The two points at which the celestial equator and the ecliptic intersect have names with complicated astrological origins. The point on the celestial equator which the sun crosses when heading north is called the First Point of Aries. The point opposite that is The First Point of Libra. Both are symbolized by the zodiacal symbols for their corresponding constellations. These are the locations of the sun at the times of the equinoxes—it crosses the First Point of Aries at the March equinox, spends six months bringing summer to the northern hemisphere, and then crosses the First Point of Libra at the September equinox, on its way south for the southern hemisphere summer.
The moon orbits close to the ecliptic plane. For the purposes of this discussion, we can treat it as travelling in the ecliptic plane, and come back to the slight deviation later. So the moon moves (roughly) along the ecliptic from west to east, taking a month to make a full revolution. It also passes through the First Points of Aries and Libra, spending two week over the northern hemisphere, and two weeks over the south.
The moon makes one complete circuit of the celestial sphere every 27.3 days. If it moved at a constant rate along the celestial equator, it would therefore be about 13º farther west every day. The Earth would need to rotate correspondingly farther between successive moonrises and moonsets, making each moonrise and moonset occur about fifty minutes later than its predecessor. And that’s true on average for the real moon. But the fact that the moon’s orbit follows the ecliptic, and not the equator, introduces a subtle variation.
Here’s what happens to successive moonrises at 50ºN latitude, when the moon is passing through the First Point of Aries.
Its 13º displacement along the ecliptic has a northward component in this part of its orbit, which means that it lies closer below the horizon on successive nights than it would do if it were moving parallel to the equator. So the Earth has to rotate less far between successive moonrises, and the moon rises only slightly later each night. (The effect becomes more pronounced at higher latitudes, and less so at lower latitudes.)
But at moonset, the northward movement at the First Point of Aries serves to lift the moon farther above the horizon than it would otherwise be. So successive moonsets show longer delays than the average 50 minutes when the moon is in this part of its orbit.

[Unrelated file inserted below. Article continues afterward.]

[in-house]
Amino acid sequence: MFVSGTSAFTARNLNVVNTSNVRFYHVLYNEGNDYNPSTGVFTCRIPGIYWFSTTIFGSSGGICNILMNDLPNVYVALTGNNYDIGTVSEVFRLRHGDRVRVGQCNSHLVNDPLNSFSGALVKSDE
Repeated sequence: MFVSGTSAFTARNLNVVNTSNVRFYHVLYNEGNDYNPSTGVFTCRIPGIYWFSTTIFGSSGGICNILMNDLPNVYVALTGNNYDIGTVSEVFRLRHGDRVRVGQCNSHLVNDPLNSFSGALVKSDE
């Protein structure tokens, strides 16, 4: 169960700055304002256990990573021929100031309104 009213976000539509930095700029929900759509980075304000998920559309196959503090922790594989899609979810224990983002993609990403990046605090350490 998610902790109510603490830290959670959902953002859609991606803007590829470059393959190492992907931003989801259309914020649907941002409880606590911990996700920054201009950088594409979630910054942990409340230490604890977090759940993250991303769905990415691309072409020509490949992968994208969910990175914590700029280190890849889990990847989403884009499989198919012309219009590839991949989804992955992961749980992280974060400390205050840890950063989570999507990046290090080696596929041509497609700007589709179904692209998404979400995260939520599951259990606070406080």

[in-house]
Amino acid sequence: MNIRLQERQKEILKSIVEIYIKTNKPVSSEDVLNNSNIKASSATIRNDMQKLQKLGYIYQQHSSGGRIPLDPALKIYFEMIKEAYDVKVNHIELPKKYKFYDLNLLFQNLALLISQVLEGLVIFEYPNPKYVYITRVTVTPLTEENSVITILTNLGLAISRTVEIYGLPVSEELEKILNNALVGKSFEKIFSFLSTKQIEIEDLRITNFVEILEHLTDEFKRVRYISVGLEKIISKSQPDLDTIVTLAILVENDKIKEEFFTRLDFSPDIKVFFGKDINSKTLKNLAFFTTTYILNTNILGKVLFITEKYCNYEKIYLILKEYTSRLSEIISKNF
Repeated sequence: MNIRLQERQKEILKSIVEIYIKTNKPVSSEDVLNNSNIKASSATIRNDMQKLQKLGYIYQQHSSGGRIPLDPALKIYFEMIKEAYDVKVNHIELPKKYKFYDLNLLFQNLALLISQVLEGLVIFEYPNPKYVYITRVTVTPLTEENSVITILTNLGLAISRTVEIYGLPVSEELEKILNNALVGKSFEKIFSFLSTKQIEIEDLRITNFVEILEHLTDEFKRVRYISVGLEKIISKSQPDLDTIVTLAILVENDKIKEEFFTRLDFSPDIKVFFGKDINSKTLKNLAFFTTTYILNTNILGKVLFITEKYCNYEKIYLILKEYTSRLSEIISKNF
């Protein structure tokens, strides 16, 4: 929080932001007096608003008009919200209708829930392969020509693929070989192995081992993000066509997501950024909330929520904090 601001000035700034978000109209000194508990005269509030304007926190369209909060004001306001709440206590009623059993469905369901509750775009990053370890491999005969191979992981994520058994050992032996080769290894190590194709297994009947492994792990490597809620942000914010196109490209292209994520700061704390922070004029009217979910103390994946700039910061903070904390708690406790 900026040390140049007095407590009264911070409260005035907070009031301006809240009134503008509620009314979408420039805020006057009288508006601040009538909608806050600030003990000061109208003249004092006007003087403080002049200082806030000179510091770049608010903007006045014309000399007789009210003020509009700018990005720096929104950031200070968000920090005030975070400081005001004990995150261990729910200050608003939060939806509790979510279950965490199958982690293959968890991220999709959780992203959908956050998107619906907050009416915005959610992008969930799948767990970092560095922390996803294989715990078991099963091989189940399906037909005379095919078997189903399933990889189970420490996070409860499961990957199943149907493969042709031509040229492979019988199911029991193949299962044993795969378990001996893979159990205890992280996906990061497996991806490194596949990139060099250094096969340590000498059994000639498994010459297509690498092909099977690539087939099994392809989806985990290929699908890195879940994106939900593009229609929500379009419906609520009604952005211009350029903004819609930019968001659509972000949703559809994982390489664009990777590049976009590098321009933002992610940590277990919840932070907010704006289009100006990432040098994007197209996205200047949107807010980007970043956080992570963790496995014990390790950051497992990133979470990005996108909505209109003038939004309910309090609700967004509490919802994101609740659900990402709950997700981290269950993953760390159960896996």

The situation is reversed two weeks later, as the moon passes through the First Point of Libra. Now each successive moonrise at northern latitudes is delayed more than 50 minutes, like this:
And it should come as no surprise that the delay between successive moonsets is correspondingly shortened at this point in the moon’s orbit.
So although it all averages out over the course of a month, there’s a regular variation in the delay between successive moonrises (and moonsets) during that period. Here’s a chart of the delays for a representative period (September and October 2018) at 50ºN; I’ve marked the passages through the First Point of Aries:
So this happens every month. Why is it particularly relevant only once a year, on the Harvest Moon? Because full moons occur only when the sun is on the opposite side of the sky from the moon. Which means the only time we see a full moon passing through the First Point of Aries is when the sun is in the vicinity of the First Point of Libra—which, you’ll recall from the top of this post, happens during the September equinox. So in the northern hemisphere, at the time of the autumnal equinox, the full moon rises at almost the same time for several successive evenings, but sets more than an hour later each morning. And if you’re bringing in the harvest (as you do in temperate latitudes in the autumn), and you don’t have access to artificial outdoor illumination, then that’s hugely advantageous. For several nights, the full moon rises before twilight fades, and sets only when the morning sky is already bright. You can work around the clock, day and night, to get the crops in, in other words. Which is what’s going on in Mason’s painting at the head of this post.
Does the southern hemisphere have a Harvest Moon? It surely does. All the geometry flips over, so the First Point of Libra assumes the role that the First Point of Aries does in the northern hemisphere. Like this:
Full moons occur at this point when the sun is passing through the First Point of Aries—the March equinox, which is the autumnal equinox for the southern hemisphere. Isn’t that neat? (Well, I think it’s neat.)
There are a couple of subtleties, which mean not every Harvest Moon is the same. The first complicating factor is that the moon’s orbit does not lie perfectly in the ecliptic, but inclined to it at about 5º. The inclined orbit of the moon twists continuously in the ecliptic plane, completing one rotation every 18.6 years, under the influence of the sun’s gravity. This means that the tilt of the moon’s orbit sometimes subtracts from the angle between the ecliptic and the celestial equator, and sometimes adds to it, like this: